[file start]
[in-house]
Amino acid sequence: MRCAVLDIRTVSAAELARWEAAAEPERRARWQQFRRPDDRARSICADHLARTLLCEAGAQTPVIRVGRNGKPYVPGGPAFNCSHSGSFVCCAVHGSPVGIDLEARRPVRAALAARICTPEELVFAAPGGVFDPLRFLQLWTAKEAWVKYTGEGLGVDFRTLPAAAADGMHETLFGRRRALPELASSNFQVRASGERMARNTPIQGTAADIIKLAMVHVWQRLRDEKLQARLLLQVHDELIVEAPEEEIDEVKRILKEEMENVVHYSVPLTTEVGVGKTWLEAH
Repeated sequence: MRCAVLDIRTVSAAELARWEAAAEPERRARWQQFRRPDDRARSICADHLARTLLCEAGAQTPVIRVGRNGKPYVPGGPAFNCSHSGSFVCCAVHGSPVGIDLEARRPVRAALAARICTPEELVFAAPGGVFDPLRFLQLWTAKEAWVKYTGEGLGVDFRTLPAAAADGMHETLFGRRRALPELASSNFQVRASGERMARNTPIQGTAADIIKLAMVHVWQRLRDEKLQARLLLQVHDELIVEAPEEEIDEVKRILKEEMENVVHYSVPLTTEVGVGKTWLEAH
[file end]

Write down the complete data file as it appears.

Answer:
[in-house]
Amino acid sequence: MRCAVLDIRTVSAAELARWEAAAEPERRARWQQFRRPDDRARSICADHLARTLLCEAGAQTPVIRVGRNGKPYVPGGPAFNCSHSGSFVCCAVHGSPVGIDLEARRPVRAALAARICTPEELVFAAPGGVFDPLRFLQLWTAKEAWVKYTGEGLGVDFRTLPAAAADGMHETLFGRRRALPELASSNFQVRASGERMARNTPIQGTAADIIKLAMVHVWQRLRDEKLQARLLLQVHDELIVEAPEEEIDEVKRILKEEMENVVHYSVPLTTEVGVGKTWLEAH
Repeated sequence: MRCAVLDIRTVSAAELARWEAAAEPERRARWQQFRRPDDRARSICADHLARTLLCEAGAQTPVIRVGRNGKPYVPGGPAFNCSHSGSFVCCAVHGSPVGIDLEARRPVRAALAARICTPEELVFAAPGGVFDPLRFLQLWTAKEAWVKYTGEGLGVDFRTLPAAAADGMHETLFGRRRALPELASSNFQVRASGERMARNTPIQGTAADIIKLAMVHVWQRLRDEKLQARLLLQVHDELIVEAPEEEIDEVKRILKEEMENVVHYSVPLTTEVGVGKTWLEAH